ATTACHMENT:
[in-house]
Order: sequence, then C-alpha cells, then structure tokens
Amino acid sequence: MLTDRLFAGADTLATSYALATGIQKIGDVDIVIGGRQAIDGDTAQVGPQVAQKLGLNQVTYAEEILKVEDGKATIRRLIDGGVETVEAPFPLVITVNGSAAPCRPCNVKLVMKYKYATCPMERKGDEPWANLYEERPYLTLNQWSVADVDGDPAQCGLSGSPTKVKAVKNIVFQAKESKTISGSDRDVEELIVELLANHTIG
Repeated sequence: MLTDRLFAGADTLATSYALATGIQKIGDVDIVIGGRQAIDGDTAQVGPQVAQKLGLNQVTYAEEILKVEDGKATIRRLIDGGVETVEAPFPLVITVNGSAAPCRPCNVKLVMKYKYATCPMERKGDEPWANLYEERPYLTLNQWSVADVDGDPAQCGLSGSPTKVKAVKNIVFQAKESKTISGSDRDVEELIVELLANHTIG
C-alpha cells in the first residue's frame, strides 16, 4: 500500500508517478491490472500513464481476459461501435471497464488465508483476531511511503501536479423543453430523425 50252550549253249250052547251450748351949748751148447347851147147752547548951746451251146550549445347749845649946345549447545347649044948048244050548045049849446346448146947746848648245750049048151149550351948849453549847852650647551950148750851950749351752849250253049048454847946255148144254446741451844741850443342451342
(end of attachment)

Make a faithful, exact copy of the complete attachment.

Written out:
[in-house]
Order: sequence, then C-alpha cells, then structure tokens
Amino acid sequence: MLTDRLFAGADTLATSYALATGIQKIGDVDIVIGGRQAIDGDTAQVGPQVAQKLGLNQVTYAEEILKVEDGKATIRRLIDGGVETVEAPFPLVITVNGSAAPCRPCNVKLVMKYKYATCPMERKGDEPWANLYEERPYLTLNQWSVADVDGDPAQCGLSGSPTKVKAVKNIVFQAKESKTISGSDRDVEELIVELLANHTIG
Repeated sequence: MLTDRLFAGADTLATSYALATGIQKIGDVDIVIGGRQAIDGDTAQVGPQVAQKLGLNQVTYAEEILKVEDGKATIRRLIDGGVETVEAPFPLVITVNGSAAPCRPCNVKLVMKYKYATCPMERKGDEPWANLYEERPYLTLNQWSVADVDGDPAQCGLSGSPTKVKAVKNIVFQAKESKTISGSDRDVEELIVELLANHTIG
C-alpha cells in the first residue's frame, strides 16, 4: 500500500508517478491490472500513464481476459461501435471497464488465508483476531511511503501536479423543453430523425 50252550549253249250052547251450748351949748751148447347851147147752547548951746451251146550549445347749845649946345549447545347649044948048244050548045049849446346448146947746848648245750049048151149550351948849453549847852650647551950148750851950749351752849250253049048454847946255148144254446741451844741850443342451342